In his weekly radio and Internet address, Obama says the U.S. is primed to bring back jobs lost in the recession or to overseas competitors. But he says to make that happen, the U.S. must act to create good-paying jobs and increase economic opportunity.
The purge represents about 5 percent of the roughly 108,000 jobs that Intel had on its payroll at the end of December. The company intends to jettison the jobs without laying off workers, said Intel spokesman Bill Calder. The reductions instead will be achieved through attrition, buyouts, and early retirement offers.
Mayhew Steel Products Incorporated announced today that it has completed the acquisition of the land and buildings adjacent to its facility in the Turners Falls Airport Industrial Park. The expansion creates a 12 acre smoke-free campus with over 80,000 square feet of manufacturing, warehouse, and office space.
Women now buy nearly half the new cars in the U.S., a sharp increase compared with a generation ago, and the auto industry is trying to demonstrate that it's keeping up with the times when it showcases the latest models to the public.
General Electric Co. posted increased revenue and profit for the fourth quarter on rising sales in emerging markets, higher banking profit, and stronger global sales of aircraft engines and oil and gas drilling equipment.
The security breach that hit Target Corp. during the holiday season appears to have been part of a broader and highly sophisticated scam that potentially affected a large number of retailers, according to a report published by a global cyber intelligence firm that works with the U.S. Secret Service and the Department of Homeland Security.
The December 2013 composite index improved to 67 from 66 in the September survey—the fourth straight quarterly advance and the highest level since the September 2011 reading of 67. For 17 quarters, the index has remained above the threshold of 50, the dividing line separating contraction and expansion.
Canada's foreign minister says it's time for the Obama administration to make a decision on the controversial Keystone XL pipeline even if the answer is no. John Baird said Thursday "We can't continue to live in a state of limbo" during a speech at the U.S. Chamber of Commerce in Washington.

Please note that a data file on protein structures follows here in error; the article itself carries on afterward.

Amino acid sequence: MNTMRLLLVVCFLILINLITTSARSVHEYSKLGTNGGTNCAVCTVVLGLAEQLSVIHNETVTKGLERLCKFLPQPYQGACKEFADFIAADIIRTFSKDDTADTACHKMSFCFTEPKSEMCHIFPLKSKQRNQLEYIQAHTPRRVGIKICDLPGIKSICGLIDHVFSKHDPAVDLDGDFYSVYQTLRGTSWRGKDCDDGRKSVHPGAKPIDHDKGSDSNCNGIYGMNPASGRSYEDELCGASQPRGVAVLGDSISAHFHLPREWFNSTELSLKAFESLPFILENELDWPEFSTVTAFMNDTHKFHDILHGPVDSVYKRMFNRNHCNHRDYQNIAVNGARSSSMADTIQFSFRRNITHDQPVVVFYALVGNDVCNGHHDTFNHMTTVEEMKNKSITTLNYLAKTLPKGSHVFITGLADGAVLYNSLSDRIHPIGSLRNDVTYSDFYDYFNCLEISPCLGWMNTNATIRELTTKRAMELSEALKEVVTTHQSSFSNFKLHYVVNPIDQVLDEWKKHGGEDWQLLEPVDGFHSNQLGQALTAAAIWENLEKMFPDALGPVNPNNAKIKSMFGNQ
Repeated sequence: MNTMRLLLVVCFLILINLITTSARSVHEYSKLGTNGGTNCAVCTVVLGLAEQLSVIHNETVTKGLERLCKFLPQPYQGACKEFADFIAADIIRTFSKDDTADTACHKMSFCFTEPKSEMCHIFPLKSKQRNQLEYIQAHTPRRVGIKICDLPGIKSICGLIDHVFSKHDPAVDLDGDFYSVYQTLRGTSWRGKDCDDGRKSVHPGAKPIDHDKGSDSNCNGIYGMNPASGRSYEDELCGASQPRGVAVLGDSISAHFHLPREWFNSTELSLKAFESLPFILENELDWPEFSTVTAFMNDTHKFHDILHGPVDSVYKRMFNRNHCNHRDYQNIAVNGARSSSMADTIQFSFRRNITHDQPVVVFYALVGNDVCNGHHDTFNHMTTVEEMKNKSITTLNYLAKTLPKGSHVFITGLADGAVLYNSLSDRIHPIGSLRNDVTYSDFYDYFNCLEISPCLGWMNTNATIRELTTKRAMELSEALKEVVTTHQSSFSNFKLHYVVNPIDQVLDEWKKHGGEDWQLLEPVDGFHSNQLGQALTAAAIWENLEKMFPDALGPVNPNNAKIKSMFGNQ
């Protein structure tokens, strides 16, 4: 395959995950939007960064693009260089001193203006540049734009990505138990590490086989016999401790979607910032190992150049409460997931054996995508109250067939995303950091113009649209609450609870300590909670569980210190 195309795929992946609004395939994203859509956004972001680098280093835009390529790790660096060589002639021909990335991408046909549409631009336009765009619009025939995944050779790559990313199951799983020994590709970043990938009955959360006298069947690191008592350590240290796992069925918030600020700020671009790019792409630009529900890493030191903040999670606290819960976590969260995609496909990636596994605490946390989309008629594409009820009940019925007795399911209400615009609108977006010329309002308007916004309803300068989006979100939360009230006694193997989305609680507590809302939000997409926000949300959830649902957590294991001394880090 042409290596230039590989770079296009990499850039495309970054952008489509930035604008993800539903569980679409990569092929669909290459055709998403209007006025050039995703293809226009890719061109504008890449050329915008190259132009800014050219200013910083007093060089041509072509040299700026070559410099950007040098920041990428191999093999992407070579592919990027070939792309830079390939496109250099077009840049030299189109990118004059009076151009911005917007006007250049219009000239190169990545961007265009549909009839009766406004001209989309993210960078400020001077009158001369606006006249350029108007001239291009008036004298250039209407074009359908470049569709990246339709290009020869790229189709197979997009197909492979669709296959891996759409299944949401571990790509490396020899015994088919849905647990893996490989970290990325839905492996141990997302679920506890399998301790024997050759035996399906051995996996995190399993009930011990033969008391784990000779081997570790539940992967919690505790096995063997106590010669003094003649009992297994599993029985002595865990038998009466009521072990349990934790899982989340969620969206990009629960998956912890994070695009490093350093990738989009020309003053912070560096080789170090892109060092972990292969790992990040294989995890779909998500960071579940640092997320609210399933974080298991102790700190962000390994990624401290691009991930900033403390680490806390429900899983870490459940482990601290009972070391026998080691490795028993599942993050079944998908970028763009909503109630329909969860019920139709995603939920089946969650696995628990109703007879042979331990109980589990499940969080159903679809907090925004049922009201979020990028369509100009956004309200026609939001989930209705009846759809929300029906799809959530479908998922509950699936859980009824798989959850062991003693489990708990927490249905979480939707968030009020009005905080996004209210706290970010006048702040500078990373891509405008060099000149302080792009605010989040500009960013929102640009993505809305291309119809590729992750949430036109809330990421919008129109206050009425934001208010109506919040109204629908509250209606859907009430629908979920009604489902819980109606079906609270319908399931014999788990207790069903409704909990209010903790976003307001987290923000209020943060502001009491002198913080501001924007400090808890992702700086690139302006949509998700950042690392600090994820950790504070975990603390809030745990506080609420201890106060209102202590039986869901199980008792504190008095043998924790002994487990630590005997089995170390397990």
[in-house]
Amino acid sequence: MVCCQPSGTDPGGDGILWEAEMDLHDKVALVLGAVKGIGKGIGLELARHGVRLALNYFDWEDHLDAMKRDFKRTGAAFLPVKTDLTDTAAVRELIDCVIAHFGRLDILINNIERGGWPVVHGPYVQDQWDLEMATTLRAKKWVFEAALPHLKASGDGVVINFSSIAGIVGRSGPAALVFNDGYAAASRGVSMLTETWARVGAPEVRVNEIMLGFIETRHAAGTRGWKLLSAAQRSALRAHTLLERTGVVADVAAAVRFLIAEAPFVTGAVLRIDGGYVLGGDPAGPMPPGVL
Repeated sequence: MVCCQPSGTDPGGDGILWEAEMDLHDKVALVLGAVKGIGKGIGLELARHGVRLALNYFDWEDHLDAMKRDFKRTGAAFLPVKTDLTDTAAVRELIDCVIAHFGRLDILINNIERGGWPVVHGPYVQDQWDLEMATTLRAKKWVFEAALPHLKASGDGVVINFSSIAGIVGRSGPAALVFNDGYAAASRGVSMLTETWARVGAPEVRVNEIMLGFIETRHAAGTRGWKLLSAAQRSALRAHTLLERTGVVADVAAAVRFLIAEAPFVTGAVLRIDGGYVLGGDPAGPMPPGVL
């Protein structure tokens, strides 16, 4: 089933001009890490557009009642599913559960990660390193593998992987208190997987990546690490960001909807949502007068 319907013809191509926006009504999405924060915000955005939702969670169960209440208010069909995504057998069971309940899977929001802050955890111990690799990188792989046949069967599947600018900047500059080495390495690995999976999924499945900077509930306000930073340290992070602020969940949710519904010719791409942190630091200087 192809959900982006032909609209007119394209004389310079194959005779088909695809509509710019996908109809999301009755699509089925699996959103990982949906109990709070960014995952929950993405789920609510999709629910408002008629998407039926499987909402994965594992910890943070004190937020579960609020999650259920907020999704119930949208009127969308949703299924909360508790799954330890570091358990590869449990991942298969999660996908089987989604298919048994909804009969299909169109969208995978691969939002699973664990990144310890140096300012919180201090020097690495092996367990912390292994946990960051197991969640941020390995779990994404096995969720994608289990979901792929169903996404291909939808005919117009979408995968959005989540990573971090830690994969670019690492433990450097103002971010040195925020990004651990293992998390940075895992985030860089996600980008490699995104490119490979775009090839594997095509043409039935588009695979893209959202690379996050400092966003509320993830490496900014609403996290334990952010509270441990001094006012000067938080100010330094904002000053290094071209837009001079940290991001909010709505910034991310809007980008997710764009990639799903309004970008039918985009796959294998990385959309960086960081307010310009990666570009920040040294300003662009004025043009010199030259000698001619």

The Energy Department issued its 25-page approval of the $1.65 billion plan that would refit a coal-fired power plant in Meredosia in western Illinois. The project would remove carbon dioxide from the coal and store it underground. The greenhouse gas is linked to climate change.
U.S. employers advertised more jobs in November and more Americans quit, positive signs for millions who are unemployed and looking for work. The Labor Department says job openings rose 1.8 percent to 4 million, the most in 5 ½ years. And the number of people quitting increased 1.9 percent to 2.4 million, a five-year high.
U.S. factory output rose for a fifth straight month in December, as manufacturers cranked out more cars and trucks, appliances, and processed food. The gains suggest factories gave economic growth a strong boost at the end of the year. The Federal Reserve said Friday that factory production rose 0.4 percent in December.
The computing services company said Friday that it will build 15 data centers around the world this year to add to the 12 it already operates and the 13 it recently acquired through its $2 billion purchase of cloud computing company SoftLayer last year.
The costs and challenges associated with electronic asset failures are significant. To better understand these issues, Innovolt Inc. sponsored a survey of executives from several industries that are particularly dependent upon the reliability, performance, and lifespan of sensitive electronic equipment.
The move is part of efforts by the Japanese electronics manufacturer to accelerate outsourcing of its slumping semiconductor manufacturing operation. Last month, the company said it will sell off three of its semiconductor plants in central Japan to an Israeli chipmaker.
Topping the list are plans to analyze the risks of oil trains that in recent years began passing regularly through major metropolitan areas across the U.S., Transportation Secretary Anthony Foxx said. The results could be used to alter some routes, government officials said.
A chemical company is suing California to overturn new flammability standards for furniture and other products that allow manufacturers to stop using chemical flame retardants. Chemtura Corp. filed its suit Thursday in Sacramento County Superior Court, saying the state's new rules weaken fire safety standards.
Ford's aluminum-clad F-150 shows us that automakers are figuring out how to improve fuel economy and still give Americans the big vehicles they want. Porsche's 911 Targa and pocket rockets from Volkswagen and Subaru demonstrate that buyers still love performance cars, no matter what their budget.
Congress sent President Barack Obama a $1.1 trillion government-wide spending bill Thursday, easing the harshest effects of last year's automatic budget cuts after tea party critics chastened by October's partial shutdown mounted only a faint protest.
"We bet on American ingenuity, we bet on you, and we won," Biden told the audience, flanked by a half-dozen General Motors, Ford, and Chrysler vehicles. All three Detroit automakers have made billions in the recovery following the Great Recession.
The head of the Environmental Protection Agency is denying Republican claims that the agency delayed formal publication of rules intended to limit carbon pollution from new power plants for political reasons. EPA Administrator Gina McCarthy said the agency submitted the rules for publication last fall and "tried very hard" to get them published in the Federal Register.